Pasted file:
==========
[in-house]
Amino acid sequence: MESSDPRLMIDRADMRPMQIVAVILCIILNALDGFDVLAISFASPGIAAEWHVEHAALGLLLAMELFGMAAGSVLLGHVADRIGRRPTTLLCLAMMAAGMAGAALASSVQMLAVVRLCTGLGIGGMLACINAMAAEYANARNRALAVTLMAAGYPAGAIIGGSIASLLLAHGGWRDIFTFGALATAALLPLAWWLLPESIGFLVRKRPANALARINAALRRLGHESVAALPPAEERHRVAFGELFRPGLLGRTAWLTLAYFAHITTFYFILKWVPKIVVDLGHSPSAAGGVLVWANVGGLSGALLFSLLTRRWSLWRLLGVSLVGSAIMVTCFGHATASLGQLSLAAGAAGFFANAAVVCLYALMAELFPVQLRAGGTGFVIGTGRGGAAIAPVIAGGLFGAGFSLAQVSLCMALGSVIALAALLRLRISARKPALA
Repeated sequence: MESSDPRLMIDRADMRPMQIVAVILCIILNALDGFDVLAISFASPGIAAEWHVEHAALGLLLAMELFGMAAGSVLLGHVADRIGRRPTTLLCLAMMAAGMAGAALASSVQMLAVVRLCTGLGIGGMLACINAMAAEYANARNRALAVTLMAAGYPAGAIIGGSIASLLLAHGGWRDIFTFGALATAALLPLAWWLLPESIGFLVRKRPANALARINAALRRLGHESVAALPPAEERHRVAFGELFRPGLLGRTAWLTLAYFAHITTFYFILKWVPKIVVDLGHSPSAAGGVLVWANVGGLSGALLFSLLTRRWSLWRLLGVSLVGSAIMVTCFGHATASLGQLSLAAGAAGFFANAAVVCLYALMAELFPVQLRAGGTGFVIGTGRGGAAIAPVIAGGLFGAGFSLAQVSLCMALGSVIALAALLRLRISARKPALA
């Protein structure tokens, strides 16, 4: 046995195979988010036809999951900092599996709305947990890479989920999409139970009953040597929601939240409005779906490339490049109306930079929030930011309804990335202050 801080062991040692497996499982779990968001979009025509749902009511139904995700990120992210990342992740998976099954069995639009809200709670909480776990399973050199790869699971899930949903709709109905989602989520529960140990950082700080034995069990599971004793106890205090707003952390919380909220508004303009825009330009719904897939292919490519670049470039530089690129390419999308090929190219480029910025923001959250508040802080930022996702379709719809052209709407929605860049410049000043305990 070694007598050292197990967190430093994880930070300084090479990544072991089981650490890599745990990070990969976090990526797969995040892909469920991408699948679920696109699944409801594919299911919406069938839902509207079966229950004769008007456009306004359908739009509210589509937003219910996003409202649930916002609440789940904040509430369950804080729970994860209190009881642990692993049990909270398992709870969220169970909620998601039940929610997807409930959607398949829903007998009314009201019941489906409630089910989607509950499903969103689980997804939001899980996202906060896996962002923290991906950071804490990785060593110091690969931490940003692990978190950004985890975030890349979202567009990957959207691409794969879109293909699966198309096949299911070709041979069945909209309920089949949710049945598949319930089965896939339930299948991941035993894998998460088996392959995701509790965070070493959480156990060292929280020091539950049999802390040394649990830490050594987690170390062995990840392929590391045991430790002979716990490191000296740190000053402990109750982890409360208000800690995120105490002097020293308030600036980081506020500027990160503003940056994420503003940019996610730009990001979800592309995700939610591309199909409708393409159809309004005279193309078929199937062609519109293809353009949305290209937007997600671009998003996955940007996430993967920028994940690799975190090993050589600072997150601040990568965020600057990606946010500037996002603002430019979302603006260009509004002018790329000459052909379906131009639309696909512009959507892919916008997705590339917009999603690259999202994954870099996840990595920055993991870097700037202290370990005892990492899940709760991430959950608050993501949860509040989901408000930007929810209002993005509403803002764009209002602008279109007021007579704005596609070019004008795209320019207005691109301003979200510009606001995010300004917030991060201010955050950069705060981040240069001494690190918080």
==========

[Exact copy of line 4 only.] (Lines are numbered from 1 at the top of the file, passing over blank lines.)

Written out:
């Protein structure tokens, strides 16, 4: 046995195979988010036809999951900092599996709305947990890479989920999409139970009953040597929601939240409005779906490339490049109306930079929030930011309804990335202050 801080062991040692497996499982779990968001979009025509749902009511139904995700990120992210990342992740998976099954069995639009809200709670909480776990399973050199790869699971899930949903709709109905989602989520529960140990950082700080034995069990599971004793106890205090707003952390919380909220508004303009825009330009719904897939292919490519670049470039530089690129390419999308090929190219480029910025923001959250508040802080930022996702379709719809052209709407929605860049410049000043305990 070694007598050292197990967190430093994880930070300084090479990544072991089981650490890599745990990070990969976090990526797969995040892909469920991408699948679920696109699944409801594919299911919406069938839902509207079966229950004769008007456009306004359908739009509210589509937003219910996003409202649930916002609440789940904040509430369950804080729970994860209190009881642990692993049990909270398992709870969220169970909620998601039940929610997807409930959607398949829903007998009314009201019941489906409630089910989607509950499903969103689980997804939001899980996202906060896996962002923290991906950071804490990785060593110091690969931490940003692990978190950004985890975030890349979202567009990957959207691409794969879109293909699966198309096949299911070709041979069945909209309920089949949710049945598949319930089965896939339930299948991941035993894998998460088996392959995701509790965070070493959480156990060292929280020091539950049999802390040394649990830490050594987690170390062995990840392929590391045991430790002979716990490191000296740190000053402990109750982890409360208000800690995120105490002097020293308030600036980081506020500027990160503003940056994420503003940019996610730009990001979800592309995700939610591309199909409708393409159809309004005279193309078929199937062609519109293809353009949305290209937007997600671009998003996955940007996430993967920028994940690799975190090993050589600072997150601040990568965020600057990606946010500037996002603002430019979302603006260009509004002018790329000459052909379906131009639309696909512009959507892919916008997705590339917009999603690259999202994954870099996840990595920055993991870097700037202290370990005892990492899940709760991430959950608050993501949860509040989901408000930007929810209002993005509403803002764009209002602008279109007021007579704005596609070019004008795209320019207005691109301003979200510009606001995010300004917030991060201010955050950069705060981040240069001494690190918080």